Other absurd occurrences include the most obvious red herring you are ever likely to see in Willard, a campus gardener who stalks the premises with a chainsaw while perving on a plethora of nubile students. For a while, nobody bats an eyelid, and the college dean even stops to discuss the murders with the insane looking brute, who later attacks the police after being found in possession of a chainsaw next to a couple of mutilated bodies. Naturally, the police have to let him go due to a lack of evidence, and Willard returns to work as if nothing ever happened. There is even a moment in the movie when a ninja springs from nowhere with seemingly violent intentions before proclaiming himself the college’s professor of kung-fu.
What truly sets the movie apart, asides from the kind of relentless gore that leaves no time for characterization, is the movie’s protagonist, Lieutenant Bracken (Christopher George), who in spite of going to great lengths to do his best Columbo impression is as inept as they come. Not only is he unable to ascertain the fact that the bloodied chainsaw sitting next to a pile of limbs is in fact the murder weapon, he later fails to search a crime scene where our killer lurks, putting his teenage assistant in danger as our middle-aged damsel lies paralyzed on the sofa, her eyes almost popping in disbelief as he decides to search out in the hallway first.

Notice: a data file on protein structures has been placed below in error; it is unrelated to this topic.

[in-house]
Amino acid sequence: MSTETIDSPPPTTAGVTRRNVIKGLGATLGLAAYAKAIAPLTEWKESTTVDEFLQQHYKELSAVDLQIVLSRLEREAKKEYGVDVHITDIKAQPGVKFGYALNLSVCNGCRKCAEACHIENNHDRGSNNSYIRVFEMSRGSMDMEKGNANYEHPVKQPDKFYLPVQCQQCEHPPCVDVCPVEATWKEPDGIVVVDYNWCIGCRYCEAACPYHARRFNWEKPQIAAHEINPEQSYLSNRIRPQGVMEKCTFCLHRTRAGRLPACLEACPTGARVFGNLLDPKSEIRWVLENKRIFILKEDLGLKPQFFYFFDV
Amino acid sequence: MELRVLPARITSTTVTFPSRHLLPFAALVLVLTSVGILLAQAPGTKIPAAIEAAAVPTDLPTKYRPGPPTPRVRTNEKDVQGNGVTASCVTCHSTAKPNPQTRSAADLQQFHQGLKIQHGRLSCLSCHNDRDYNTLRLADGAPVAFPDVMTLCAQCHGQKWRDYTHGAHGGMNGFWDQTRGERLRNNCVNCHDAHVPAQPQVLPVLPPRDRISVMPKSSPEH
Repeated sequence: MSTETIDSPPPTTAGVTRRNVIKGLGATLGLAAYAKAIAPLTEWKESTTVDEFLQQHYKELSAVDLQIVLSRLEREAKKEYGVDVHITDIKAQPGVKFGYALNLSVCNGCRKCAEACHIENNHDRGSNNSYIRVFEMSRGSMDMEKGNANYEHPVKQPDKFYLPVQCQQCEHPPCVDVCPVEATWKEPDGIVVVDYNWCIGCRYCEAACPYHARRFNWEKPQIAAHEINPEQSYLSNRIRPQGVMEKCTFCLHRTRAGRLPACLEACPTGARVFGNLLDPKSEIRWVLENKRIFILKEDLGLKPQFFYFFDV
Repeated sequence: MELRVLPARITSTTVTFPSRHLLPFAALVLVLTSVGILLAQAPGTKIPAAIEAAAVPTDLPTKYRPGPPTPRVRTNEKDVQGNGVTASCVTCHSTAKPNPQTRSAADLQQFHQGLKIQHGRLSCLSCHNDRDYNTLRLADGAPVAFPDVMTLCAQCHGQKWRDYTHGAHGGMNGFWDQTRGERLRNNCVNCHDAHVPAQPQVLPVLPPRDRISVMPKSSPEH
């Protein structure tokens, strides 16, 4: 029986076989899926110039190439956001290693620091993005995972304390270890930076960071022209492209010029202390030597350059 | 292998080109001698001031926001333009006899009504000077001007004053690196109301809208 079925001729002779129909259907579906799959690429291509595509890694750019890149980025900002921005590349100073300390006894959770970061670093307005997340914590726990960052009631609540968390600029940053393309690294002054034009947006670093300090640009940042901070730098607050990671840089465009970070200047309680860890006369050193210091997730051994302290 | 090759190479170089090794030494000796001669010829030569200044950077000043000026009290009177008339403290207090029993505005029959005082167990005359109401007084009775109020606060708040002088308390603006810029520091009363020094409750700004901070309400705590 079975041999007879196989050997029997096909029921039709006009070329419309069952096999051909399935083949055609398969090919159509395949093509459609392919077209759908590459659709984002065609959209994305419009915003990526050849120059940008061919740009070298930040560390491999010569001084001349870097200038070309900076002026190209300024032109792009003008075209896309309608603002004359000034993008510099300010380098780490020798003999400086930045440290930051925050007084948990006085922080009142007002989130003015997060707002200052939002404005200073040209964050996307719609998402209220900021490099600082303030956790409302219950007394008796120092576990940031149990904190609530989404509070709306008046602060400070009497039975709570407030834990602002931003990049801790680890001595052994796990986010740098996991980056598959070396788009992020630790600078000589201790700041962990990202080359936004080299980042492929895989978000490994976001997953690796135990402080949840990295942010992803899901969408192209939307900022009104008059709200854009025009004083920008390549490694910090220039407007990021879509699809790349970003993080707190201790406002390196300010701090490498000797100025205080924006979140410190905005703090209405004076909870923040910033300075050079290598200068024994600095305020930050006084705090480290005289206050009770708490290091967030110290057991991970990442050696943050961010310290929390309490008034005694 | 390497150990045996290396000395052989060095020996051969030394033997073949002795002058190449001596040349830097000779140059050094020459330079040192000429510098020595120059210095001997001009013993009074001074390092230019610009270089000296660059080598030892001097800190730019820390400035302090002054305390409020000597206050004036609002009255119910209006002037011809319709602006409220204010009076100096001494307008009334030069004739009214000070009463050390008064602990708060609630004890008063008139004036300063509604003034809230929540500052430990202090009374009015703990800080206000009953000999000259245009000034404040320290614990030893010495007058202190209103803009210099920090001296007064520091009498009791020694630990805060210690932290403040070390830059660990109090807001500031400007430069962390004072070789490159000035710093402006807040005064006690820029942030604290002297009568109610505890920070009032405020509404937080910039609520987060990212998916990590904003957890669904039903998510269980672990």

In the end, plot and general logicality are peripheral to a movie whose sole purpose is garnering notoriety. What’s crucial are the abundance of mutilations on display, the kind so horrific they barely have an effect on the many witnesses who continue to stroll around without a care in the world.
As you can probably imagine, this is pretty ridiculous stuff, particularly the dialogue, which seems to suffer quite dramatically in its English translation as our largely Spanish cast dub their way to an improbable final scare through mountains of steaming viscera.
Unable to outrun a fifty-year-old man carrying a giant chainsaw, super-fit tennis champion Suzie is cornered in the locker room and cut to ribbons in a display of graphic brutality that inspires perhaps the only appropriate response in the entire movie ― a series of theatrical screams which inevitably cross over into the realms of implausibility.
Most Absurd Moment
Finding the mutilated body of our infant killer’s mum, the local police presume that the blood-soaked boy hiding in the same room is merely an innocent bystander, in spite of the fact that his fingerprints are all over the murder weapon and the closet he was locked in wasn’t actually locked. ‘Not to worry, kid,’ one of them calmly assures him as clumps of viscera drip from the ceiling. They would later inform his boy scout leader that he would be unable to attend camp that week.
Most Absurd Dialogue
After stumbling upon a couple of mutilated bodies lying next to a bloodied chainsaw, super sleuth Lieutenant Bracken has some questions for Professor Brown:
Lieutenant Bracken: Now look, professor, I don’t want to wait for the coroner’s opinion, so can you give me yours? Now, could that have been done [points to body] with a chainsaw [points to second body] like that one over there?
Gee, let me think..?
Pieces is an incredibly violent affair, but one that takes no pleasure in its graphic extremities, marketing blood and guts with an almost business logic. Contrived, cynical and completely devoid of tension, this is horror at its most shallow, but the film’s goofy premise is good for a giggle, while gore hounds will no doubt bask in its crimson facade.